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Rural women still suffer domestic abuse in silence

  • by African Times
  • 1 year ago
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NDIVHUWO MUKWEVHO

The historical and power imbalance between women and men in rural communities in Limpopo are the major causes of domestic abuse. Many young women still suffer abuse in silence at the hands of their husbands and boyfriends in fear of what society will say about them.

Domestic violence against women in rural villages is not only a consequences of gender inequality but also women’s low status in society. Social worker Peggy Mulaudzi said most women in Vhembe still suffer from domestic abuse in silence in fear of being left alone by their abusive husbands, but she has encouraged them to seek help.

For Thandi Mudau (31), being abused by her ex-husband was a way of life as she didn’t know that her rights were being violated as she grew up in a society in which women were told to obey whatever their husbands said, even though they knew it was wrong.

“I kept quiet even though I knew that I was being abused as he was my only source of food and income and I knew that if I told people they would advise me to leave him. “The thought of not having money and any place to go made me to stay in an abusive marriage for years,” said Mudau.

Mudau, originally from Nzhelele, near Louis Trichard, stayed in the abusive marriage for seven years and now blames her lack of education and being unemployed during those abusive years.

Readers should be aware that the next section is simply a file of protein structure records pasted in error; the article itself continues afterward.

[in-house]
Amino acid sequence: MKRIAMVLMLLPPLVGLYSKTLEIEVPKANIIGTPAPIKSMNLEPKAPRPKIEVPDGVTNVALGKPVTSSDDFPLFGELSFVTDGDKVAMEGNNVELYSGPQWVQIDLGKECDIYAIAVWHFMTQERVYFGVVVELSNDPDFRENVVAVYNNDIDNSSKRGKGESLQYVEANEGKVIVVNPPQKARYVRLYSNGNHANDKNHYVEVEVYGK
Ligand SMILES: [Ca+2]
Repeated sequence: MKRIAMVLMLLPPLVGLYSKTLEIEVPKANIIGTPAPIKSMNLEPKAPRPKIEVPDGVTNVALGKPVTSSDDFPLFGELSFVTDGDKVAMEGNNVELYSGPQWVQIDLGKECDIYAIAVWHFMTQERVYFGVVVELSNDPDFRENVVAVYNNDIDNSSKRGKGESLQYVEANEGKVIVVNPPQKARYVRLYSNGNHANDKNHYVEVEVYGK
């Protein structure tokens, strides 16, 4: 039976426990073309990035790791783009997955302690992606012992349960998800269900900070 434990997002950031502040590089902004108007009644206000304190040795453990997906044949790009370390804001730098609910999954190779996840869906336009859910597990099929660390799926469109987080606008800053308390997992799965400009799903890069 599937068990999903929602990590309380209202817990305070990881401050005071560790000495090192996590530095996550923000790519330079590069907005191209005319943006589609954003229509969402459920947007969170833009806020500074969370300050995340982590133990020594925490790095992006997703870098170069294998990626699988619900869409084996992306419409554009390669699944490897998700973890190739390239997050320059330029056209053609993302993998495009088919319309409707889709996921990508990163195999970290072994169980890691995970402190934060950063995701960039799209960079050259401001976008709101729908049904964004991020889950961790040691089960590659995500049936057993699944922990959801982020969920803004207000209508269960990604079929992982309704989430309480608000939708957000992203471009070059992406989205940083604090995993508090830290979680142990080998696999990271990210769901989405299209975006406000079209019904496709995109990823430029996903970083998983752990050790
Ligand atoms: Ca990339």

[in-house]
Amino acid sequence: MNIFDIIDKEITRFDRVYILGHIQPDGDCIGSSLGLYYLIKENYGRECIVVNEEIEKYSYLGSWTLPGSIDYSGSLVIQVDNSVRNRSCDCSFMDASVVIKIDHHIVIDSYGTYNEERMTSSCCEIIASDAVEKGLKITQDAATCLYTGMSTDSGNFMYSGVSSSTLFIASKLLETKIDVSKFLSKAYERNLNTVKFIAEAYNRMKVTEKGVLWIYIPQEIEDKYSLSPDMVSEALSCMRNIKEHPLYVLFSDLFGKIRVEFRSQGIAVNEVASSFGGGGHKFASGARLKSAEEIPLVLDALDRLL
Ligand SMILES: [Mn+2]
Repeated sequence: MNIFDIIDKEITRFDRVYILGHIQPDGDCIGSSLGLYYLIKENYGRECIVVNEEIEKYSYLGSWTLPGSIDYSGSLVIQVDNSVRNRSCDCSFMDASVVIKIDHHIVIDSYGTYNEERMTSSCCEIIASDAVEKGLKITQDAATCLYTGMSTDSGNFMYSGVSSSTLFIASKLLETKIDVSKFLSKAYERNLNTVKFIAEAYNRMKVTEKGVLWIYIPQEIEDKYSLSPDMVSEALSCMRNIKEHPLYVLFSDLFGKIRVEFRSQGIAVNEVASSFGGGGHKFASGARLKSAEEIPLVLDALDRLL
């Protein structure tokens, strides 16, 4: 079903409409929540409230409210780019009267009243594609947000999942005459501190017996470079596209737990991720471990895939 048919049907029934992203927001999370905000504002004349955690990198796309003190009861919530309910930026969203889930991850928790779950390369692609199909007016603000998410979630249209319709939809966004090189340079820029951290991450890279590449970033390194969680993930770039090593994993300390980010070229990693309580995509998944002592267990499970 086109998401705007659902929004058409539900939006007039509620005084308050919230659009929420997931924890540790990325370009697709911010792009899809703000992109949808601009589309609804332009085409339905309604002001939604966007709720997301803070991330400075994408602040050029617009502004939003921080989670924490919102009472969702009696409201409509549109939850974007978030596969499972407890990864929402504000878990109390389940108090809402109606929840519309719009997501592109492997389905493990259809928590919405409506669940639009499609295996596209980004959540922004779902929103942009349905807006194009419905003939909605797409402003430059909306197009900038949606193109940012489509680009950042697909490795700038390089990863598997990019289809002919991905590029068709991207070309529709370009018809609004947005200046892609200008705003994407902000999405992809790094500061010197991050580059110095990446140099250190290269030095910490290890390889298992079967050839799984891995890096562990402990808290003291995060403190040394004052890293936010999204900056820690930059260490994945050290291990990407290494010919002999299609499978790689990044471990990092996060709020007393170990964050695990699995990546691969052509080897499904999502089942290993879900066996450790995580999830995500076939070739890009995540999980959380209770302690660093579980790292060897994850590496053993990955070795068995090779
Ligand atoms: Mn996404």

“Even though I knew he was cheating on me with different women I chose to stay because I had nowhere to go. And when I confronted him about his cheating, he used to beat me up so bad but I choose to keep quiet and stay,” she added.

Experts say some of the reasons for women staying in abusive marriages and relationships include low levels of education, limited economic opportunities, male control over decision-making and asserts, limited legislative and policy framework for preventing and responding to violence.

“One time I tried to commit suicide by taking an overdose but it did not work as I was rushed to the hospital by one of my siblings. After that I was introduced to a local church and I was counselled and I started living my life for God,” said Mudau.

After going through counselling Mudau realised her worth and decided to leave her abusive husband for good. “Everything changed when I got a job at a mine in Lephalale and I  managed to go back to school and study further until I got a job at Eskom. “I am now a happy, independent woman. “I urge all women who are currently in abusive marriages to break the circle and stand up for their rights,” she said.

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